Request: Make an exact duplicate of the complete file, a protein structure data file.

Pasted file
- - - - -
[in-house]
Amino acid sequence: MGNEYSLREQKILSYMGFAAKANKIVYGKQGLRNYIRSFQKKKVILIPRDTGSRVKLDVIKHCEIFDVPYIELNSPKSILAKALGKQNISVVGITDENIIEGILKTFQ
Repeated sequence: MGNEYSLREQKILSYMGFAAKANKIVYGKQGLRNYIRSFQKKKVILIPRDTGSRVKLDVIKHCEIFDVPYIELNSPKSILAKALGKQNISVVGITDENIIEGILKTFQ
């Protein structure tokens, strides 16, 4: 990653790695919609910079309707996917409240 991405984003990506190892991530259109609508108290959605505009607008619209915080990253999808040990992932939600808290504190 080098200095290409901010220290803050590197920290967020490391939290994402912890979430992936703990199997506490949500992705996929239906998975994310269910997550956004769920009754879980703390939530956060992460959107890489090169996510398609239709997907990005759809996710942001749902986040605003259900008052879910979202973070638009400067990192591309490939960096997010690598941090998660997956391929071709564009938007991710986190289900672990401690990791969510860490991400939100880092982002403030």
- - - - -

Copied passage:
[in-house]
Amino acid sequence: MGNEYSLREQKILSYMGFAAKANKIVYGKQGLRNYIRSFQKKKVILIPRDTGSRVKLDVIKHCEIFDVPYIELNSPKSILAKALGKQNISVVGITDENIIEGILKTFQ
Repeated sequence: MGNEYSLREQKILSYMGFAAKANKIVYGKQGLRNYIRSFQKKKVILIPRDTGSRVKLDVIKHCEIFDVPYIELNSPKSILAKALGKQNISVVGITDENIIEGILKTFQ
């Protein structure tokens, strides 16, 4: 990653790695919609910079309707996917409240 991405984003990506190892991530259109609508108290959605505009607008619209915080990253999808040990992932939600808290504190 080098200095290409901010220290803050590197920290967020490391939290994402912890979430992936703990199997506490949500992705996929239906998975994310269910997550956004769920009754879980703390939530956060992460959107890489090169996510398609239709997907990005759809996710942001749902986040605003259900008052879910979202973070638009400067990192591309490939960096997010690598941090998660997956391929071709564009938007991710986190289900672990401690990791969510860490991400939100880092982002403030």